Cardano, the world’s fifth-largest blockchain by market capitalization, might be on the cusp of a DeFi revolution — if anyone still wants to build on it, that is.
Cardano’s latest upgrade, dubbed “Vasil,” aims to dramatically improve the blockchain’s performance, and may particularly benefit decentralized finance applications.
“You can see on Cardano, the only two real applications that exist so far are just these really slow DEXes and NFT marketplaces,” Sebastien Guillemot, co-founder of crypto firm dcSpark and an early contributor to Cardano, told The Defiant. With Vasil, “the goal is to get us significantly closer [to Ethereum] and enable a lot of DeFi use cases that weren’t possible before.”
Cardano Deploys ‘Vasil’ Upgrade
Performance Improvements Are Expected To Benefit DeFi Apps
But Cardano may have missed its moment.
Too Little Too Late?
“It’s a great technical achievement for the team, but I guess the question for me is, ‘Do builders really care at this point with so many options out there?’” Messari analyst Tom Dunleavy told The Defiant. “Why Cardano? Especially when you have a host of [Ethereum] compatible chains with ecosystem funds ready to court you, and the specter of the new and well-funded Aptos and Sui [blockchains]. Cardano seems like it missed its moment a bit.”
Founded five years ago by Ethereum co-founder Charles Hoskinson, Cardano is maintained by three organizations: Input Output, the Cardano Foundation and Emurgo. The triumvirate has, on occasion, been mocked for its careful approach to development.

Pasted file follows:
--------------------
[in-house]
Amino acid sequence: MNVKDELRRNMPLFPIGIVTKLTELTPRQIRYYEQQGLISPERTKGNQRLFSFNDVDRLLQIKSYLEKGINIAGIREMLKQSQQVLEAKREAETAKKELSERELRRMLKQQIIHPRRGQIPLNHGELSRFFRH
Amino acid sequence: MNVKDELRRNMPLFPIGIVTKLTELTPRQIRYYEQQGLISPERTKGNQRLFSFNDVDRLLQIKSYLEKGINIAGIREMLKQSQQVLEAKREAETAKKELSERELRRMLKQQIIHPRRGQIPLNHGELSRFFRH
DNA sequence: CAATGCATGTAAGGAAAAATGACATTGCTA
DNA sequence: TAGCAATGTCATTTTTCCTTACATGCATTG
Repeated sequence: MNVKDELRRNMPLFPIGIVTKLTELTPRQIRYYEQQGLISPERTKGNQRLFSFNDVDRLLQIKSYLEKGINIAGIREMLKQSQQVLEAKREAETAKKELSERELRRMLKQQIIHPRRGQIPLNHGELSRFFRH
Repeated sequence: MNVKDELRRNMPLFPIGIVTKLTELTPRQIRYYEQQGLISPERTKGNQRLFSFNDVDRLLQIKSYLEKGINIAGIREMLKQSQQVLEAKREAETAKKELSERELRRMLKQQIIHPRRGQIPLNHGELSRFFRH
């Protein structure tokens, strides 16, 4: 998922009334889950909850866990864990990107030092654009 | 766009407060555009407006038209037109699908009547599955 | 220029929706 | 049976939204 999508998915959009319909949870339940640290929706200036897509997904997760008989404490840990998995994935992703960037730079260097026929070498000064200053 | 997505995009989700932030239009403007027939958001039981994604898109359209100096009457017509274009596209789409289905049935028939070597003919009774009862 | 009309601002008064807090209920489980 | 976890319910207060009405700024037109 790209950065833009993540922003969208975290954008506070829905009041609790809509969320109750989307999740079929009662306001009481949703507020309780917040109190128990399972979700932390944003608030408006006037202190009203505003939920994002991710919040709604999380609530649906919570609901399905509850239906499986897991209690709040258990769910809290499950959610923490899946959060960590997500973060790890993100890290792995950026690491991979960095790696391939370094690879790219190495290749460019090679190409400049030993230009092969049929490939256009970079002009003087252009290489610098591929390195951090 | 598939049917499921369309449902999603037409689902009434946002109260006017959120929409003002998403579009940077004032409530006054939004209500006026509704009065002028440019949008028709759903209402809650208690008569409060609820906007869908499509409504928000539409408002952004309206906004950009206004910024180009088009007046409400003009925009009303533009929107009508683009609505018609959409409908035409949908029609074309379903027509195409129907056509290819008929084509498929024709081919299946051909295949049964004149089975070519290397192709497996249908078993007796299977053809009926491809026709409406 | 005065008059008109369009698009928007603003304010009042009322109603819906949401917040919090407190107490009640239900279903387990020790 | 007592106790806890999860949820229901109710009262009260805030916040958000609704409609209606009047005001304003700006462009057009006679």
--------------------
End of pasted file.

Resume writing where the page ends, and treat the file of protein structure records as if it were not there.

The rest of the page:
“The approach that they’re taking is so extremely, like, esoteric, with such a huge stick up their ass about correctness, and this is why they’re never going to ship,” Solana co-founder Anatoly Yakovenko said earlier this year. “They’re trying to build something that is like a cathedral … you’ve got to kiss a couple frogs in your design and ship stuff.”
Cardano is betting its careful approach will prove warranted in the long run. “Founded on peer-reviewed research and developed through evidence-based methods,” Cardano’s website boasts of the blockchain’s “unparalleled security and stability.”
Despite being two years older than Solana, however, there were serious limitations in how quickly and efficiently one could transact on Cardano before Vasil.
Its ADA token remains popular with investors, with a market capitalization approaching $15B despite having relatively few active users or developers. More than 70% of all Cardano in circulation is being staked, or locked up in exchange for a modest annual yield. Crypto exchanges Coinbase, Binance and Kraken all support ADA staking.
Cardano “has always had, you know, some developer activity, but not nearly as much as other chains, especially proportional to the fact that they have such a large user base,” Guillemot said. Crypto enthusiasts “purchase ADA, they’re staking ADA, they’re following ADA on social media, but they’re not really interacting with any smart contract protocol.”
In 2021, the number of developers building on Cardano grew 90%, to just over 350, according to a report from venture capital firm Electric Capital – more than on Binance and Polygon, but fewer than on Solana or Cosmos.